As part of the interdisciplinary project “PRESENT PAST” organized this year by the Goethe Institute in Zagreb, Belgrade, Sarajevo, and Skopje, a group of artists crafted an artistic response to the cultural and political neighborly relations among their respective countries—past and present. The initiative included four authors from Croatia, five cartoonists from Serbia, two photographers from Bosnia and Herzegovina, and one performance artist from North Macedonia.
The goal of the project was to explore regional perceptions of the past and the connections between former Yugoslav countries through a variety of art workshops. These diverse workshops and exhibitions aimed to encourage cooperation in the region.
One outcome of the project was a photo exhibition featuring the works of two photographers, Mitar Simikić and Dijana Muminović, which was displayed at the Goethe Institute in Sarajevo. Working together under the mentorship of photographer Ziyah Gafić, the director of the VII Academy, they produced their own exhibitions within the project: “The Janja River” and “Faiths of My Family.”
“It’s difficult to separate the present from the past in Bosnia. The past lurks in every corner of our lives, and it defines and shapes our present. That’s exactly what Mitar and Dijana’s photographs are saying. They tell the story of a country whose people are leaving. They speak of little-known places that are inaccessible to the media,” said Gafić.
Mitar and Dijana, both graduates of the VII Academy, tell their own subtle personal stories about the past and present through soft and sophisticated visual language. Their stories are, in fact, stories of all of us, and through their photographs, they have revealed a part of the past.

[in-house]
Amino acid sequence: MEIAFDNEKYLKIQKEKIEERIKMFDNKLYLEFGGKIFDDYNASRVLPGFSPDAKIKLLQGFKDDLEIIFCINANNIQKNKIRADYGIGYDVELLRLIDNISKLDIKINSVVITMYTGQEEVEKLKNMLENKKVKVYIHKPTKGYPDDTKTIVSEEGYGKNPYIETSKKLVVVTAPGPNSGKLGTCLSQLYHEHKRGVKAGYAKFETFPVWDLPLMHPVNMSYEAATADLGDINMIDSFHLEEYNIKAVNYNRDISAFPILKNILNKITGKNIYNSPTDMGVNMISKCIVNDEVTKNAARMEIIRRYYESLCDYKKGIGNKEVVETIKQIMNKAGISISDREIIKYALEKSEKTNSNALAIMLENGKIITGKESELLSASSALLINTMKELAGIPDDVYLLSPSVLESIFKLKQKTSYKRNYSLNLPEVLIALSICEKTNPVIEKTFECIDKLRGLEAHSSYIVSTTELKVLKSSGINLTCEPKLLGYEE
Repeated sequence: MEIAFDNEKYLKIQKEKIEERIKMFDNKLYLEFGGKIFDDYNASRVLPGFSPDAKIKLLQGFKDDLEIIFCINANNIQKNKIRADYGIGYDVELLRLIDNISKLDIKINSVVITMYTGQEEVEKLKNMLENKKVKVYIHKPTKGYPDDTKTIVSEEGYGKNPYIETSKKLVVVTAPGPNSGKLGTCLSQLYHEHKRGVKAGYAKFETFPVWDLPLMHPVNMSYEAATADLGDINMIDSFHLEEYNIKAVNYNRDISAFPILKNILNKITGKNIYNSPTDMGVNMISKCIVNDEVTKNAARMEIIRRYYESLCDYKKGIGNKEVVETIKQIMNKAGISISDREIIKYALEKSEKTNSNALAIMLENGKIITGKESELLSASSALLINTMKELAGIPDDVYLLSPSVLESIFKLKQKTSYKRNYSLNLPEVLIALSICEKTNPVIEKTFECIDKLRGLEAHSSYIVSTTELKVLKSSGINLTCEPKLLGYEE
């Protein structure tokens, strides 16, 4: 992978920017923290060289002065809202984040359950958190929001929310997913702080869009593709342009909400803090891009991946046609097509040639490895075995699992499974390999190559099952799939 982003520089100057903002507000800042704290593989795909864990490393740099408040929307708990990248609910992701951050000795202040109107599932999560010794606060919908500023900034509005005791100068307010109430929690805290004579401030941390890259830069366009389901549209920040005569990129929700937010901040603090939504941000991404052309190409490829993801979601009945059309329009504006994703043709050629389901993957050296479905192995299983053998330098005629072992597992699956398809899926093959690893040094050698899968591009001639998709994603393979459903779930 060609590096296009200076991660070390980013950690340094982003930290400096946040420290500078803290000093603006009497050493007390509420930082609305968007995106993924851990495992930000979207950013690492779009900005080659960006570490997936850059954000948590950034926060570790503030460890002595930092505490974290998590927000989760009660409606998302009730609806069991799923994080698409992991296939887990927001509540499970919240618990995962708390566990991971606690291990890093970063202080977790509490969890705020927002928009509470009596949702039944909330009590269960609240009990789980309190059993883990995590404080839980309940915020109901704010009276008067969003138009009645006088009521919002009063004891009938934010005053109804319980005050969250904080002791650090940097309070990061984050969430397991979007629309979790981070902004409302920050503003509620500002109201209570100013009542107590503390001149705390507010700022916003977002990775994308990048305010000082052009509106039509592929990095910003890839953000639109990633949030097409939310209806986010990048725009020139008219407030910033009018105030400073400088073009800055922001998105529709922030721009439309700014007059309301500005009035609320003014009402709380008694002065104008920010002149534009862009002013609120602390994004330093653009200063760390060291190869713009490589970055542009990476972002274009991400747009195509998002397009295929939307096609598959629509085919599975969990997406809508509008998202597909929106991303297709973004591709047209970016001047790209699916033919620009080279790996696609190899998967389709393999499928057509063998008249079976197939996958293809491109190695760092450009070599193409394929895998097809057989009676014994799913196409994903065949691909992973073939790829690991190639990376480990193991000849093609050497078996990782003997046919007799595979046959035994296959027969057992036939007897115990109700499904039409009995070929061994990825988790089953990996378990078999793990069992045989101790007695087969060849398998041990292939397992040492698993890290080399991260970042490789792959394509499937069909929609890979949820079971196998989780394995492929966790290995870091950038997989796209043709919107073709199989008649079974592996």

“This project holds a special significance for me. I spent my summers on the Janja River, and this river deserves to have its story told, especially because it’s since been completely destroyed. My journey along the river’s course is part of an ongoing project that explores, depicts, and reveals the complex cultural, economic, and ecological situation along this relatively small river. My goal is to create a space where the audience can feel empathy for my subjects and engage with their stories,” stated Mitar.
The project deals with the transition from former Yugoslavia and its cultural reflection, as well as the broad and often oversimplified conceptualizations of the Balkans. The former Yugoslav states have a long shared history and, as Gafić puts it, a ‘common cultural space.’ However, the transition processes in these nations, from the 1990s to the present today, have unfolded and manifested differently.
Although she was raised and educated in the United States, Dijana’s work has always been connected to Bosnia and Herzegovina. With the “Faiths of My Family” project, she presented the story of a mosque in Zagradje (Kakanj) and a shrine in Olovo.
“My own experience in Olovo moved me deeply, and I have come to understand the depth of my grandmother’s faith. However, I’m also the child of my Muslim father, and I felt drawn to the land of his distant past in the village of Zagradje, in Kakanj. I couldn’t have imagined how these two holy places, these two lands, and these two peoples would enrich my life at just the right time, as I was seeking the connection between my past and present,” Dijana explained.
Gafić described how photography, when used properly, can elevate and underscore the importance of places or things that we often take for granted, as demonstrated by the exhibitions in the cases of the Janja River, the Olovo shrine, and the mosque in Kakanj.
The outcomes of this project will be publicly displayed from May to November in each participating country. The final exhibition of all of the works collectively is scheduled for June 2024, as part of a festival in Rijeka, Croatia.